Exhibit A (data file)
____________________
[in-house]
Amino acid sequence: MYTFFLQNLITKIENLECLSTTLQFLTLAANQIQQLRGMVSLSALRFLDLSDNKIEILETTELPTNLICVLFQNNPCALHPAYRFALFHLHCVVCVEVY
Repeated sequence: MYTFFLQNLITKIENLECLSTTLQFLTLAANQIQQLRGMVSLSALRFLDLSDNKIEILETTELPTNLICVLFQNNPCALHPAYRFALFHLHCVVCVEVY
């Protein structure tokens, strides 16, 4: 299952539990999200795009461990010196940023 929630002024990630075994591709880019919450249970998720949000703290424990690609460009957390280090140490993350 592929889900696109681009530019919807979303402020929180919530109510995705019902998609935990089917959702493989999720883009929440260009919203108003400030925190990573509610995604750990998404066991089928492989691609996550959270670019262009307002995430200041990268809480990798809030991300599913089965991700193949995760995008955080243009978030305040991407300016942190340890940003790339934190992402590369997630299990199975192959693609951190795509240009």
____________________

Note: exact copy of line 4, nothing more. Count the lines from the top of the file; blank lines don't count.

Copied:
């Protein structure tokens, strides 16, 4: 299952539990999200795009461990010196940023 929630002024990630075994591709880019919450249970998720949000703290424990690609460009957390280090140490993350 592929889900696109681009530019919807979303402020929180919530109510995705019902998609935990089917959702493989999720883009929440260009919203108003400030925190990573509610995604750990998404066991089928492989691609996550959270670019262009307002995430200041990268809480990798809030991300599913089965991700193949995760995008955080243009978030305040991407300016942190340890940003790339934190992402590369997630299990199975192959693609951190795509240009």